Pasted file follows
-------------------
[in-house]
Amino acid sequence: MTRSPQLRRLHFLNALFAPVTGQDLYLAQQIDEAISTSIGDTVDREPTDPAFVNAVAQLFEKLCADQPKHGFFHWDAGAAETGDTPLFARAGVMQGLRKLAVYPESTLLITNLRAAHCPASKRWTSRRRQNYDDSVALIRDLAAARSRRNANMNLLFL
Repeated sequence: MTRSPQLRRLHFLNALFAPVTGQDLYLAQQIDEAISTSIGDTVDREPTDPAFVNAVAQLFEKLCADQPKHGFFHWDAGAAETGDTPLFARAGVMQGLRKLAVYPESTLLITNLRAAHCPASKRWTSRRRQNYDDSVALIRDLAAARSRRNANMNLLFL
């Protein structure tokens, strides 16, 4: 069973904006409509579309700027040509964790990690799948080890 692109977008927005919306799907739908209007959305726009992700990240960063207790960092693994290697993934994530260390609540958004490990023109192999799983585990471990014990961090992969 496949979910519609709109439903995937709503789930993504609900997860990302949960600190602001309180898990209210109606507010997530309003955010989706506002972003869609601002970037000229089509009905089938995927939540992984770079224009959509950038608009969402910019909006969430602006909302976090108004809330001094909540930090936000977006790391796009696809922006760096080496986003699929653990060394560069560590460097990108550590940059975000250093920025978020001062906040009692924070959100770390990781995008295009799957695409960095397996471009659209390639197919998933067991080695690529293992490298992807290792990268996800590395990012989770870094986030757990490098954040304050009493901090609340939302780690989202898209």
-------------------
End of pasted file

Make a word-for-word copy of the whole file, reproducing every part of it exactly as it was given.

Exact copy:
[in-house]
Amino acid sequence: MTRSPQLRRLHFLNALFAPVTGQDLYLAQQIDEAISTSIGDTVDREPTDPAFVNAVAQLFEKLCADQPKHGFFHWDAGAAETGDTPLFARAGVMQGLRKLAVYPESTLLITNLRAAHCPASKRWTSRRRQNYDDSVALIRDLAAARSRRNANMNLLFL
Repeated sequence: MTRSPQLRRLHFLNALFAPVTGQDLYLAQQIDEAISTSIGDTVDREPTDPAFVNAVAQLFEKLCADQPKHGFFHWDAGAAETGDTPLFARAGVMQGLRKLAVYPESTLLITNLRAAHCPASKRWTSRRRQNYDDSVALIRDLAAARSRRNANMNLLFL
């Protein structure tokens, strides 16, 4: 069973904006409509579309700027040509964790990690799948080890 692109977008927005919306799907739908209007959305726009992700990240960063207790960092693994290697993934994530260390609540958004490990023109192999799983585990471990014990961090992969 496949979910519609709109439903995937709503789930993504609900997860990302949960600190602001309180898990209210109606507010997530309003955010989706506002972003869609601002970037000229089509009905089938995927939540992984770079224009959509950038608009969402910019909006969430602006909302976090108004809330001094909540930090936000977006790391796009696809922006760096080496986003699929653990060394560069560590460097990108550590940059975000250093920025978020001062906040009692924070959100770390990781995008295009799957695409960095397996471009659209390639197919998933067991080695690529293992490298992807290792990268996800590395990012989770870094986030757990490098954040304050009493901090609340939302780690989202898209």